Having trouble catching post-opening-day trout? Our expert explains how to change your tactics with the changing spring conditions.
Photo by Ron Sinfelt
By J. Michael Kelly
As long as Mother Nature cooperates, early-season trout fishing can be downright easy. Big natives and holdovers that have gone without regular meals all winter take eager advantage of the smorgasbord that's funneled their way by spring run-off currents. Even anglers who lack the know-how to capture wild trout in high April flows can expect to haul a few fat stockers out of the nearest bridge pool.
By early May, however, aquatic insects begin to hatch and waters settle to wadeable levels. Hatchery deliveries are coming to an end, and the fish that survived the early-season onslaught are jumpy as feral cats. Name the bait, lure or fly, the local trout population has seen it. Anglers can expect to earn every strike they get from now on, but there is hope.
The following tips will help you take more of those reluctant May trout.
START WALKING Early in the season, holdover browns, brookies and rainbows like to overwinter in deep holes, and any such hideouts within sight of the highway are likely to be seeded with buckets full of hatchery trout prior to opening day.
Stocked fish are popular because they're vulnerable, and it doesn't take long for the roadside water to be picked clean of its more gullible residents. At that point, fishermen need to get well off the beaten path to find steady action. As a rule of thumb, the farther you're willing to hike from angler parking areas in May, the better your chances of catching some serious trout.
This is the perfect time to try an unstocked tributary of your favorite creek or to carefully work a worm or artificial nymph through a stretch of pocket water that was too high and cloudy to fish a week or two before.
Don't give up on those heavily fished April stretches - just fish them from a different angle. For example, how many people have fished that bend pool this season, but from the opposite bank? Would it be worth going downstream, crossing over and working your way back up? Although virgin water is hard to find these days, underfished water frequently is only a few footsteps away.
STAY LATER In April, wise fishermen get up before the crack of dawn to beat the hordes to their favorite pools or else sleep in until noon, when water temperatures are nearing their daily peak and cold-blooded trout are feeling frisky. That schedule simply won't do in May.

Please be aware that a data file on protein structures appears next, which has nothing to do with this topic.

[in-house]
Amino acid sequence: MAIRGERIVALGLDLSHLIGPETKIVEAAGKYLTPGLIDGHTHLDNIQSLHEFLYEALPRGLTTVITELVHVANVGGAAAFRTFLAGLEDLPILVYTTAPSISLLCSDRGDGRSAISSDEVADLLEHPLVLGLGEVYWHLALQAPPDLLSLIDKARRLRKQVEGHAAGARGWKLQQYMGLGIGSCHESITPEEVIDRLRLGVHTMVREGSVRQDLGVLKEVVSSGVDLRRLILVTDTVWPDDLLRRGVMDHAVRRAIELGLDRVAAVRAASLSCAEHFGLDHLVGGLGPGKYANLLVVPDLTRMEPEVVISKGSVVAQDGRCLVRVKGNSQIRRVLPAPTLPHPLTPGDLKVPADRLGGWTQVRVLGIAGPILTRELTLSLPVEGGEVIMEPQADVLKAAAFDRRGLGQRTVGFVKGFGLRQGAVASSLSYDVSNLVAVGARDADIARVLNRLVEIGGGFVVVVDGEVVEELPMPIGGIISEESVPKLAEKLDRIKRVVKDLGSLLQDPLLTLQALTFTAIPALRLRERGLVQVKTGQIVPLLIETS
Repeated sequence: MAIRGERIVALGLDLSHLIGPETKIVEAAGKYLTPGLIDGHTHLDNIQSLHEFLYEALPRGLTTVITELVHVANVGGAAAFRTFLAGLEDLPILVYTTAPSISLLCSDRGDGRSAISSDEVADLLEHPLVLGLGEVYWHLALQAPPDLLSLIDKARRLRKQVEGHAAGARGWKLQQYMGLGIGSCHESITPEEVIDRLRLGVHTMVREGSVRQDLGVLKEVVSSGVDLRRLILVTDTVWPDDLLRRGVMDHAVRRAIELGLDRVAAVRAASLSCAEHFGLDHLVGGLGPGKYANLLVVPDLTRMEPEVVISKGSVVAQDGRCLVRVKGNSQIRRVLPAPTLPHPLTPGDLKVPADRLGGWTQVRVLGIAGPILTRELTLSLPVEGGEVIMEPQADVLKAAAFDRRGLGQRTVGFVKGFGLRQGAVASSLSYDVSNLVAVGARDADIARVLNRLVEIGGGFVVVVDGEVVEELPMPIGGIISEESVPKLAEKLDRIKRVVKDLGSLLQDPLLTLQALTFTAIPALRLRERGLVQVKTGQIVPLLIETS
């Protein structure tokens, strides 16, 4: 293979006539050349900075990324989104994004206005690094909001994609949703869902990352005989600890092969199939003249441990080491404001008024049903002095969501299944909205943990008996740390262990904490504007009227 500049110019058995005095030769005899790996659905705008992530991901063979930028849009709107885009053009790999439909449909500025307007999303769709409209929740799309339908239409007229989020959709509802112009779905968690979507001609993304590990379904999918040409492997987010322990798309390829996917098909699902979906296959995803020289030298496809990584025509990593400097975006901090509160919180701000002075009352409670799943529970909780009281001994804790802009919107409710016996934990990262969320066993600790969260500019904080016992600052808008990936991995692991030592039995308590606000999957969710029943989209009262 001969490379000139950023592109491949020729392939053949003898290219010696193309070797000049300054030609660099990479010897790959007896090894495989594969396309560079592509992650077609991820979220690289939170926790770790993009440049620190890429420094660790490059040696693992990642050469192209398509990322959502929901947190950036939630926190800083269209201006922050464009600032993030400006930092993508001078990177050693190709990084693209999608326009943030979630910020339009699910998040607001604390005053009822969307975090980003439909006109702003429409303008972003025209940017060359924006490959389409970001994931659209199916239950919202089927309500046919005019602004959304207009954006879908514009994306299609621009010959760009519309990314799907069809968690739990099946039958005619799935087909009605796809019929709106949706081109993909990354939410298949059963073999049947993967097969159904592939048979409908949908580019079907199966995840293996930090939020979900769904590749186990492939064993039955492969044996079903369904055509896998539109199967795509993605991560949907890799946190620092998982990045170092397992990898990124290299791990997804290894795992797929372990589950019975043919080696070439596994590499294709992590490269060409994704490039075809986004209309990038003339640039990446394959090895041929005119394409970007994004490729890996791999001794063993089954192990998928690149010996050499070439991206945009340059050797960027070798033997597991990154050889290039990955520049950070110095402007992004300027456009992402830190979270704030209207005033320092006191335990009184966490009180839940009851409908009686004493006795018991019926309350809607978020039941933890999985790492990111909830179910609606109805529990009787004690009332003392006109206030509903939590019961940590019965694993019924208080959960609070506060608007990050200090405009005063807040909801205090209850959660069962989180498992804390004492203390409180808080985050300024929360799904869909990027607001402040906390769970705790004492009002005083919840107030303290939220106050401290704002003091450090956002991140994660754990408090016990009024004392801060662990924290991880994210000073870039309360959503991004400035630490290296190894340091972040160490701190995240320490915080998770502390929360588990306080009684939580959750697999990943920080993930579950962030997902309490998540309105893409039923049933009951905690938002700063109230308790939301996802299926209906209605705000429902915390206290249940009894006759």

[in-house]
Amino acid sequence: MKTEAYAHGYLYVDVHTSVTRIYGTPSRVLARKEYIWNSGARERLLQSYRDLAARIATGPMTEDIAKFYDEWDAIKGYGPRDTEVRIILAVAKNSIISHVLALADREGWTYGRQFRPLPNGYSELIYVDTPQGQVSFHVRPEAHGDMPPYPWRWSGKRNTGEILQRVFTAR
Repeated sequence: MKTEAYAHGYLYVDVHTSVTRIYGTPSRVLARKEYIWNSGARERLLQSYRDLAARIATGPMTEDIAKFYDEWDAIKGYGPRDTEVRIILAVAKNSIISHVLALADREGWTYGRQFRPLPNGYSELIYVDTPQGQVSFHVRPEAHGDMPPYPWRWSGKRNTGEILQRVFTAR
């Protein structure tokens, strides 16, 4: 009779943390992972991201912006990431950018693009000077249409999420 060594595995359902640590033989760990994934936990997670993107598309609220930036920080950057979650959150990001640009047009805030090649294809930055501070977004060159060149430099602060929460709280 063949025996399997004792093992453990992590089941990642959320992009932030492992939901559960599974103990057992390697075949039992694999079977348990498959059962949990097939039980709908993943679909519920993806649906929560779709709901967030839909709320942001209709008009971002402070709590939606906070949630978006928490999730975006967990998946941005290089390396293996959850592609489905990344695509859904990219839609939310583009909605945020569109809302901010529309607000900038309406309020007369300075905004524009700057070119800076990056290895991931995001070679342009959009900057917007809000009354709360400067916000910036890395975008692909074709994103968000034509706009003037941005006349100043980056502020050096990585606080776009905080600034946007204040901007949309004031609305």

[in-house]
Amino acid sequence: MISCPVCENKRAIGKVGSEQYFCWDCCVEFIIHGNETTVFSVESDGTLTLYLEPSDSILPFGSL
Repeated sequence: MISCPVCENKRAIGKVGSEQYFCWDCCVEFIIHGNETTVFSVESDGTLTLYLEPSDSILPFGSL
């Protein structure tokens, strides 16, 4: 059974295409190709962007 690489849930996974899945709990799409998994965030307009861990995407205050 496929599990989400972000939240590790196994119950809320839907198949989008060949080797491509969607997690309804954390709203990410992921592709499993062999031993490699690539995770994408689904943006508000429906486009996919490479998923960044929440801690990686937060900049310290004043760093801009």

Thanks to lengthening days, air and water temperatures continue to climb through the dinner hour. Instead of occurring at midday, as they did in April, mayfly and caddis hatches tend to emerge later in the day. Early in May, Hendricksons and other ephemera hatch from mid- to late afternoon, but by the end of the month, their successors in the entomological parade will be fluttering on stream surfaces between 6 p.m. and sunset. Trout quickly acclimatize to the shifting trend and feed actively during the hatch periods, both on the emerging insects and on other foods adrift in the currents at those hours.
During this glorious time of the year, anglers who normally are limited to weekend trips can hope to squeeze in a productive hour or two of fishing after a full day at the office.
BE PREPARED If you're a proficient long-rodder, make sure to bring a box full of hatch-matching nymph, dry and emerger patterns when you arrive on the water, and bring a few streamer flies, too, just in case the bugs decide to take a break when you fish.
Anglers who prefer spinning or bait dunking don't have to be intimidated by the prolific afternoon and evening aquatic insect activity that's typical of May. Although most trout feeding on the surface will be nearly impossible to seduce with anything but a dry fly or floating emerger pattern, those dining down below aren't as selective.
DOUBLE UP Trout aren't as cagey as many anglers (and fishing writers) believe, but fish that have been hooked once or twice become wary of conventional lures and presentations. This is especially true where streamer and wet-fly patterns are concerned, because trout tend to strike short at such flies, and often get a sharp taste of the hook without being caught. Consequently, many anglers are quick to give up on streamers and wets after the first few weeks of the season.